c) Quarter the wheels - Not only because this is prototypical, but because it looks much nicer. This actually was as easy as pie by taking a 6x axle and merely connecting the center wheels using a couple bushings underneath. Not only did this work to quarter the wheels (left leading in this case, if you want to read up on that), but because they are now connected, if one side starts slipping, the other side "helps" it along, so there's really never a time that the drive rods aren't moving.

    Cab/Tender Enhancements
    Just to make it a bit more sexy, I extended the cab by 1 stud, raised the height a tad and then put in probably way too many details. Oh well, it feels right, including levers, gauges and a swinging firebox door and glowing firebox (instead of the lighted lantern I used to have - this is much cooler). Plus, it has room for the engineer. Like most of the rest of you in this thread, I also integrated the battery into the tender which has all sorts of advantages, the biggest being that the weight, giving the train the ability to pull more cars.

    I'm pretty happy with the results so far because it kept the general integrity and look of the Constitution, which I thought kicked ass from the get go :)

    Plus, here's a little video of it in operation...

    Paperballparkbluedragon
  • TheLoneTensorTheLoneTensor MericaMember Posts: 3,950
    Btw @Paperballpark totally gets props for the robot-claw-through-the-2x2-round-plate technique for turning the battery on and off. That's brilliant for a clandestine switch.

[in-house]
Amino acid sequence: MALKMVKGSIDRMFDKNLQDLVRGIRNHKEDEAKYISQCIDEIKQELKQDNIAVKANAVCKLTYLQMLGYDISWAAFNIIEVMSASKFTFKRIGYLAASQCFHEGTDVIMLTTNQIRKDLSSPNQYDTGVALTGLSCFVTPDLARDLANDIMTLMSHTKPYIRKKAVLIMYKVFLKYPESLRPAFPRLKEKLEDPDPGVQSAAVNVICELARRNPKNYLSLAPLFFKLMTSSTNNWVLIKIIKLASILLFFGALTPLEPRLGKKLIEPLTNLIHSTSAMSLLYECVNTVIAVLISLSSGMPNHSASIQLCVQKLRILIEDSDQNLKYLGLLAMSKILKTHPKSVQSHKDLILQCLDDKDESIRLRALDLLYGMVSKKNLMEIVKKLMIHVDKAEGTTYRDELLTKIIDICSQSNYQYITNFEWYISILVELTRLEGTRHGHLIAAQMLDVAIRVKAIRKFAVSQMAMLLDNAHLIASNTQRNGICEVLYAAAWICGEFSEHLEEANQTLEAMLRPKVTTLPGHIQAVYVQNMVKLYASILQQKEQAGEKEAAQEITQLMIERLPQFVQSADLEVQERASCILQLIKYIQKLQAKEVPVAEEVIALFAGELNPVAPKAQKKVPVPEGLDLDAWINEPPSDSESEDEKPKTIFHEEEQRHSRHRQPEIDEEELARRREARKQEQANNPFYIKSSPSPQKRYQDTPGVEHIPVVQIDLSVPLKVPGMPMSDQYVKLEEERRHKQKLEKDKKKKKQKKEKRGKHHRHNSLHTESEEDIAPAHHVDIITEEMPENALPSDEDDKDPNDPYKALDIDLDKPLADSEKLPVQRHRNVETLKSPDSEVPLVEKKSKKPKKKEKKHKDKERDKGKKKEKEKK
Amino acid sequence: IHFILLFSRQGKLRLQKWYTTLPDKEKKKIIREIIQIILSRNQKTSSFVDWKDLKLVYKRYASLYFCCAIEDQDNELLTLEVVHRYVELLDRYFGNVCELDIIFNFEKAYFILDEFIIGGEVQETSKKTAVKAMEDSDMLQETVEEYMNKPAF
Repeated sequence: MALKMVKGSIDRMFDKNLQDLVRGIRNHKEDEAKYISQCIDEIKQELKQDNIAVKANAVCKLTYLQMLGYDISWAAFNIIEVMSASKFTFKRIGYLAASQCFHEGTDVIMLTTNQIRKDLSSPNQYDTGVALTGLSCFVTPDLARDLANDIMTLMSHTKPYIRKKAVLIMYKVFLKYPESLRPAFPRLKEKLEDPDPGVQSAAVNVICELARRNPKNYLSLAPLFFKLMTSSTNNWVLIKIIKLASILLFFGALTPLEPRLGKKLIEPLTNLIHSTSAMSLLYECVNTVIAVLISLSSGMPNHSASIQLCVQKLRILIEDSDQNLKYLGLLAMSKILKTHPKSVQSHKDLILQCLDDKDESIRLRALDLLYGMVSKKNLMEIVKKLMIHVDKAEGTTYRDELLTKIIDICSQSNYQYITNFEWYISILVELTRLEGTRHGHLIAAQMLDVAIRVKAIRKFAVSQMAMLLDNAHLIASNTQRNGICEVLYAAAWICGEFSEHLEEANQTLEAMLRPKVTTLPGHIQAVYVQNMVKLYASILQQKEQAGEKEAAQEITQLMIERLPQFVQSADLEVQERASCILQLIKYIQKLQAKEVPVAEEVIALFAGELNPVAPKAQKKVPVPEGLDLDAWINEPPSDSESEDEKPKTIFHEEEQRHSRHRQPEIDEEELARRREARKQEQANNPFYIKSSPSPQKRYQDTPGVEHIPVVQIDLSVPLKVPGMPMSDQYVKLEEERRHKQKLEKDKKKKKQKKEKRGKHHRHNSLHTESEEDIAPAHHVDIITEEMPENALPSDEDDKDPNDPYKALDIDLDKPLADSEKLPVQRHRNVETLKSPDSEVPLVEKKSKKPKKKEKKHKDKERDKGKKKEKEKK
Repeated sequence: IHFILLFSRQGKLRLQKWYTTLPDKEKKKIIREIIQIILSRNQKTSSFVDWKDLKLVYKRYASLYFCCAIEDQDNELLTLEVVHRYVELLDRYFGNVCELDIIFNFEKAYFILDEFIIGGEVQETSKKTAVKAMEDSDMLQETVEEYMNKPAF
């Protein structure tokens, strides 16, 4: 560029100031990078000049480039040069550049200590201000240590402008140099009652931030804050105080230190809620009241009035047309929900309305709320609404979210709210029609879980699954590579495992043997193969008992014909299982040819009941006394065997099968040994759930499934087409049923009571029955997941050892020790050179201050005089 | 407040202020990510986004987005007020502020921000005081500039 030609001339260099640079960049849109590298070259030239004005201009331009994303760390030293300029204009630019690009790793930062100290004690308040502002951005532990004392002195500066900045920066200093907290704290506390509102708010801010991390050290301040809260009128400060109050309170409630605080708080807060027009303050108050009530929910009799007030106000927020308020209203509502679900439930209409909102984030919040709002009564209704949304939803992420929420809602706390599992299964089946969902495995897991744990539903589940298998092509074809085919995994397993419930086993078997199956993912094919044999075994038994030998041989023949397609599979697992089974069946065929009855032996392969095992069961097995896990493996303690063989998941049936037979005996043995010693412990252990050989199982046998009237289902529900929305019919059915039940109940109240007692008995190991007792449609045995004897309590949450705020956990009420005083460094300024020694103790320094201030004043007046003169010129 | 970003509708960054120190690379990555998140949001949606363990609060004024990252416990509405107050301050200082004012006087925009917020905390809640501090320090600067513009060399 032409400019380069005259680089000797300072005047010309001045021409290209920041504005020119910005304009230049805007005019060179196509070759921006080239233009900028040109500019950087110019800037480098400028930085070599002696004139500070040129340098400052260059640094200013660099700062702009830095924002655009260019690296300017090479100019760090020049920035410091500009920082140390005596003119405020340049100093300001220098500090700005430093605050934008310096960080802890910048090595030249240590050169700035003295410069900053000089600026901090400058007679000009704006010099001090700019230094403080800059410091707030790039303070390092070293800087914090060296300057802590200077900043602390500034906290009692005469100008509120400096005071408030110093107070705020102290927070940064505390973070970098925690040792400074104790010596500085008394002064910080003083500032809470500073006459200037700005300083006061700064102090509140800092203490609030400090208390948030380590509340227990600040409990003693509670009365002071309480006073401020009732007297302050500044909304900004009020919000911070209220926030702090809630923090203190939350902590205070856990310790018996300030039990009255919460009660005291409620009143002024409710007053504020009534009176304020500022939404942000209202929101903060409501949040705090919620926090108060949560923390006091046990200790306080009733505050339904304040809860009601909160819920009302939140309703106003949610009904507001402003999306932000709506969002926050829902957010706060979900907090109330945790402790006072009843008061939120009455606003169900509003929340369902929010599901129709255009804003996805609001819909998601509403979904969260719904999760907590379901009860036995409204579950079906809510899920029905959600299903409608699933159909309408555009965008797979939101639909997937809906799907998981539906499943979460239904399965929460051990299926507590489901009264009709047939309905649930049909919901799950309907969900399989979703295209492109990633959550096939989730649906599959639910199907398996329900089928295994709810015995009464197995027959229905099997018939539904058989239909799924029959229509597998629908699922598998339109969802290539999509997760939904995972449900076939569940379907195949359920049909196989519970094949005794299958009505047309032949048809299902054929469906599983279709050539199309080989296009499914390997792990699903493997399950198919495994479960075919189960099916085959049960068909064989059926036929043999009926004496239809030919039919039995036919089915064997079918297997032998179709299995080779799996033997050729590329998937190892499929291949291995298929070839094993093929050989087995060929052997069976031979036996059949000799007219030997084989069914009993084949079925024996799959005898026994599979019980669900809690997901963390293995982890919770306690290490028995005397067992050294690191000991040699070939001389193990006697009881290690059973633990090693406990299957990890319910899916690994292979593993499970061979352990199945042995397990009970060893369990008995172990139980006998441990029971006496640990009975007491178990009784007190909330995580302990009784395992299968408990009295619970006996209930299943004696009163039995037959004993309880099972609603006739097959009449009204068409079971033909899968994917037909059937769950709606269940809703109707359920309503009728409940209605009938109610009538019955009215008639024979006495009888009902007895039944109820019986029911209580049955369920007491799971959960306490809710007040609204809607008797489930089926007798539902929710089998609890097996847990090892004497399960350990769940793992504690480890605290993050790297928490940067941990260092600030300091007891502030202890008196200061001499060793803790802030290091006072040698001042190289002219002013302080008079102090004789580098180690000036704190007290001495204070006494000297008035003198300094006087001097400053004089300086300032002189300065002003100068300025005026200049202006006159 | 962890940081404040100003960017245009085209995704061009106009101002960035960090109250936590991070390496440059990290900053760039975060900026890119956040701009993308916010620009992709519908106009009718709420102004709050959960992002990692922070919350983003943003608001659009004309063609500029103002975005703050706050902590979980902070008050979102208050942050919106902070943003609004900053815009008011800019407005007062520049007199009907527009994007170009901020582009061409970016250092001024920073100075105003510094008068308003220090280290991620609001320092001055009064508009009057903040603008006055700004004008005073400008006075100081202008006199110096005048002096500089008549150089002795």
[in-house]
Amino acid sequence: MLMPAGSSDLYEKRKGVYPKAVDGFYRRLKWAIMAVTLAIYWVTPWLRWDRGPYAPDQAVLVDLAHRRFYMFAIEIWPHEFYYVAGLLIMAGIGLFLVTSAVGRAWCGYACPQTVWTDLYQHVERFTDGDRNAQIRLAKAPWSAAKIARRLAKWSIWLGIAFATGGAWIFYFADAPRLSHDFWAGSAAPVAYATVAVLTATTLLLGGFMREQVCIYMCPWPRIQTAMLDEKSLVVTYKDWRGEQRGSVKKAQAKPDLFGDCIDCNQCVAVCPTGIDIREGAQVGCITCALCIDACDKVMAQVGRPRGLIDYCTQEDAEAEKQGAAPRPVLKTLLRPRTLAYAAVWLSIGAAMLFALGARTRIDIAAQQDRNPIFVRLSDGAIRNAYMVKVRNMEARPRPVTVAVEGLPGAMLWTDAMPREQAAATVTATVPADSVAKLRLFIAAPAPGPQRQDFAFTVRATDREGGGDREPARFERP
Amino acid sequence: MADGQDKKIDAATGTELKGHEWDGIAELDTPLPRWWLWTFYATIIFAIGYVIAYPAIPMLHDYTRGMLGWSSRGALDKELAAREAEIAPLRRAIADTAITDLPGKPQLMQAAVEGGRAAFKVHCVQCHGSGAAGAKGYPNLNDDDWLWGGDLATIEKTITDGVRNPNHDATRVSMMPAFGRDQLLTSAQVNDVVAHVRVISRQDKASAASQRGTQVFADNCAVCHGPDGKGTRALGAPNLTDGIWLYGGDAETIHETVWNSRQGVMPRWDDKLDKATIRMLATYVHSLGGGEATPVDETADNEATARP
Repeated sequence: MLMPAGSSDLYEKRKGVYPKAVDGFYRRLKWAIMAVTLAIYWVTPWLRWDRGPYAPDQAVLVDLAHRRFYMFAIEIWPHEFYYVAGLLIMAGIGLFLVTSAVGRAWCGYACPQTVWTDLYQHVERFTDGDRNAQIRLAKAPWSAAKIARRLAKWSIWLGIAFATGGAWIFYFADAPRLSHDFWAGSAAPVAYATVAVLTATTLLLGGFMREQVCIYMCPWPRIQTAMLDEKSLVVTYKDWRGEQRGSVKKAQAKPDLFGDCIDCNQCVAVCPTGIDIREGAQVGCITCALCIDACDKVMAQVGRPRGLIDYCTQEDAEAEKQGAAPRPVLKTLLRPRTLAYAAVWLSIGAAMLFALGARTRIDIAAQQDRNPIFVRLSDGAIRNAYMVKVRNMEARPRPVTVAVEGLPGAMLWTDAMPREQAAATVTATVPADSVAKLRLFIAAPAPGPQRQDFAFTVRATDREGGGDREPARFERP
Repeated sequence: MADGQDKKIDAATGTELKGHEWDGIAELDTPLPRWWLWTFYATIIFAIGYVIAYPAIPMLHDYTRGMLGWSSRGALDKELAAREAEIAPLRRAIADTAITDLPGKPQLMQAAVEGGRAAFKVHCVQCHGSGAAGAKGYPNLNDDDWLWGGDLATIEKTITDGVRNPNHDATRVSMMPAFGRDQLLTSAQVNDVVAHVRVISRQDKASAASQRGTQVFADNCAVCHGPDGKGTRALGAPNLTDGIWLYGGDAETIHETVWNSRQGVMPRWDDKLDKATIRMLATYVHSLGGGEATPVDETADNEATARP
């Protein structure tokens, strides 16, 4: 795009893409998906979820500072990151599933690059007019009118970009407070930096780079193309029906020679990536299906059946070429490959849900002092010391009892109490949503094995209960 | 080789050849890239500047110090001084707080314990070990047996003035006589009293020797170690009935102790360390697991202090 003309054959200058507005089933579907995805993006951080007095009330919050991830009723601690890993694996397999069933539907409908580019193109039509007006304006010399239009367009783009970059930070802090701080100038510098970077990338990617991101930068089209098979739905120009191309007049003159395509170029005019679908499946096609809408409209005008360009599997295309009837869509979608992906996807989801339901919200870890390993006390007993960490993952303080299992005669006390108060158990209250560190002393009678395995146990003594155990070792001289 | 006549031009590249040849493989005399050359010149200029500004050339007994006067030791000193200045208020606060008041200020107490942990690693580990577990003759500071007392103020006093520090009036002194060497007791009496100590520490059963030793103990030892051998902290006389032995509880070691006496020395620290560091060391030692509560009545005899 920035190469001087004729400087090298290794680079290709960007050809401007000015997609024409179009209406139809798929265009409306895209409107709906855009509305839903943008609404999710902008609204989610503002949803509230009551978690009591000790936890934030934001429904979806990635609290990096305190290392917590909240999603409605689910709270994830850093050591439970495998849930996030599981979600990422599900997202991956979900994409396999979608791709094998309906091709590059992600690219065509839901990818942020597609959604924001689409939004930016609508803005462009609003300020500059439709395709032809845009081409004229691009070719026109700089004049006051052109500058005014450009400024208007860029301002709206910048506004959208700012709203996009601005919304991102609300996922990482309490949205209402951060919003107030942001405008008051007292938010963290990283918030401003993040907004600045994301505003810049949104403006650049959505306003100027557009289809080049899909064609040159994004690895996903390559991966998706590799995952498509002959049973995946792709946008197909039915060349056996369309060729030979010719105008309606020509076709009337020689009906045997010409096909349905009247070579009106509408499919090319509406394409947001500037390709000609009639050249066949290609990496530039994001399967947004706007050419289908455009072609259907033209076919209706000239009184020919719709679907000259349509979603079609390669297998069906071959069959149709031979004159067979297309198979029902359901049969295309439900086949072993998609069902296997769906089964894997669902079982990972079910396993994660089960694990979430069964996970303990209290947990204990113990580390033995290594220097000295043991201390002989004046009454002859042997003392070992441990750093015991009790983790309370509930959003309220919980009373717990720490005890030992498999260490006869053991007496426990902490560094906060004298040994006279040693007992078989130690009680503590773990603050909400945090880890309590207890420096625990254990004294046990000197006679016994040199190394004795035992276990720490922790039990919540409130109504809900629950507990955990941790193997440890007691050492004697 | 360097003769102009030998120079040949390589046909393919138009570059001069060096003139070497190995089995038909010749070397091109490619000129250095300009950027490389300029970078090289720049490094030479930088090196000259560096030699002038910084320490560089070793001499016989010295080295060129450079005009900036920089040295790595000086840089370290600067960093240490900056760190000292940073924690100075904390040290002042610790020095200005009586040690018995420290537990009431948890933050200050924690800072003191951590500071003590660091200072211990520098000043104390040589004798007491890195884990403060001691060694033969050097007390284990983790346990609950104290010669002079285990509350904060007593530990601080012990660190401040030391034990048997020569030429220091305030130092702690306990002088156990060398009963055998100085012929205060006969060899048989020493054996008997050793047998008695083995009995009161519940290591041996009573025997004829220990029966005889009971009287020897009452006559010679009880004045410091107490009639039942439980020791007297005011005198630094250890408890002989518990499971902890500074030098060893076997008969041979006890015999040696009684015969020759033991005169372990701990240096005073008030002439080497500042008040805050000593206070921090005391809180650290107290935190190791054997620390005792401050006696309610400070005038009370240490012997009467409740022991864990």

• TheLoneTensorTheLoneTensor MericaMember Posts: 3,950
    edited January 2014
    Never content to leave a train modification left untried, I decided to make use of eight extra One Rings to give the cab interior a bit more of a showroom shine with some polished brass accents.
    bluedragonlegomattMods79
  • jumalichijumalichi Member Posts: 56
    That's really great i'm very impressed by the interior design ! I'm very impatient to build it. I bought 3 trains (i'm in France) at the start of january when it was sale for 50 euros... A good price i think :-)
  • dojcubicdojcubic Member Posts: 2
    I have chosen to motorize the prisoner car. It only required a little extra room to fit battery box and IR receiver and it gives it a caboose style look. It doesn't have the prison door inside any more and in place of the "dynamite wall" there's now the IR receiver. See my website http://cubic.org/~doj/lego/79111/ for more pictures.

    image
  • graphitegraphite USMember Posts: 3,240
    ^ how well does the train run with it being pushed from the back like that? It might jump the track if it goes too fast.
  • dojcubicdojcubic Member Posts: 2
    didn't have any problem with pushing. But I also don't use the max speed, since then the cars just fly off in turns.
  • r303bluer303blue Member Posts: 1
    edited August 2014
    Hi all,
    I'm new to Brickset, and have been referencing this post since deciding to get this set and motorize it. I've been a Lego fan since I was 5 and a Lionel train fan since about then as well, which kept me away from getting into the Lego trains.

    In recent years, I've been building Christmas layouts using Lego and Lionel together, which started up while still living in Brooklyn. It was perfect since I could build a bunch of houses and a station, etc. and then tear down after the new year. I continue this tradition despite moving to suburbia upstate, and have been building my Lego empire as well.

    Fast forward to this year when my sis gave me a Hogwarts train set that a friend gave her kids, along with several other sets... for free! It was the impetus for me to get into Lego trains.

    I decided that I would use the parts in that set to add to the Lone Ranger set, which I bought on eBay. I got this set in the spring, and just recently bought the motor parts on eBay. All told, I prob save maybe $40-50.